The Irish government on Monday cancelled this year’s St Patrick’s Day parade in Dublin and around the country on medical advice because of the coronavirus outbreak.
The annual parade celebrating the country’s patron saint regularly attracts hundreds of thousands of people to the Irish capital and was to have been held on March 17.
Last year an estimated 500,000 people attended the event. Irish media reported around 100,000 attendees were overseas visitors.
But the government moved to cancel the festivities because of fears over the spread of COVID-19.
Ireland currently has 24 confirmed cases according to department of health figures released Monday night.
“On the advice of NPHET (National Public Health Emergency Team) today (Monday), the Saint Patrick’s day festival across the country has been cancelled,” said Prime Minister Leo Varadkar.
“This is nationwide, not just in Dublin,” he told a news conference.
The government said in a separate statement the decision was based “on the unique nature and scale” of the festivities, as well as continued transmission of the virus.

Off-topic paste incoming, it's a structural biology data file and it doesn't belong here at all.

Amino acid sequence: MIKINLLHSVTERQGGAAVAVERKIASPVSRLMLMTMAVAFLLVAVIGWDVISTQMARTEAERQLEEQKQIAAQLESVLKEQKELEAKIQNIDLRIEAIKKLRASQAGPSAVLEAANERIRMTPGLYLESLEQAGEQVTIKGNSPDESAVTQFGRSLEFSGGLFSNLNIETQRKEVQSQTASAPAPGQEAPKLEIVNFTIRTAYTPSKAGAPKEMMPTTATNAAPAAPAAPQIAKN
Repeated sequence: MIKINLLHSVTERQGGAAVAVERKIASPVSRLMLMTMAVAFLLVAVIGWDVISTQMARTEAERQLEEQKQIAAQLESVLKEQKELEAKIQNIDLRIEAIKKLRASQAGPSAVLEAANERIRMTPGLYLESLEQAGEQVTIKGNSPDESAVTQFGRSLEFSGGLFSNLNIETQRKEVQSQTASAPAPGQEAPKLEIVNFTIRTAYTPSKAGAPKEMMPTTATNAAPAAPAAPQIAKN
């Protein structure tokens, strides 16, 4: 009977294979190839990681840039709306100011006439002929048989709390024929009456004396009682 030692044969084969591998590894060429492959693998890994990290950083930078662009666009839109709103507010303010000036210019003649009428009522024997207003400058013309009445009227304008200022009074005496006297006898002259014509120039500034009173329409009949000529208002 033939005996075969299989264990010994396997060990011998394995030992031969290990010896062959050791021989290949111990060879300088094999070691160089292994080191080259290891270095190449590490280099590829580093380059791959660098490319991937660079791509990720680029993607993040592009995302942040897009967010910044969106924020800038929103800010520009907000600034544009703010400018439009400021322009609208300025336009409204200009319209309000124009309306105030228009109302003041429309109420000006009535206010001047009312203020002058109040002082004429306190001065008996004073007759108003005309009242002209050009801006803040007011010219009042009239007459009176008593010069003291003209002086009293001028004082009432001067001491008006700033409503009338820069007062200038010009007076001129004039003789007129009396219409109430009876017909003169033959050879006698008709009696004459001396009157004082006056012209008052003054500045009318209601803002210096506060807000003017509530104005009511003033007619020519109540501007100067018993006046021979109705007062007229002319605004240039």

“The situation in relation to other events and mass gatherings remains under review,” it added.
“There’s a lot about this virus that we don’t yet know, but it is possible that we’re facing events that are unprecedented in modern times,” warned Varadkar at the press conference.
“We have no treatments, no vaccine, and no immunity, so this is as much going to be a society response… as it is going to be a medical response.”
Earlier, Ireland’s second city, Cork, announced the cancellation of its St Patrick’s Day Parade after conducting a risk assessment based on World Health Organization recommendations.
Cork City Council said it was “not in a position to provide the necessary assurances in relation to current WHO guidelines”.
St Patrick’s Day parades were previously cancelled in 2001 during an outbreak of foot and mouth disease.
Ireland’s Six Nations rugby union fixture with France in Paris was postponed earlier on Monday, after the French government banned all public gatherings of more than 1,000 people.
Another scheduled fixture in the tournament between Ireland and Italy in Dublin was cancelled last month on public health grounds.
Irish budget airline Ryanair meanwhile announced the suspension of internal flights to and from virus-hit areas of northern Italy and a reduction in international flights to the zone.
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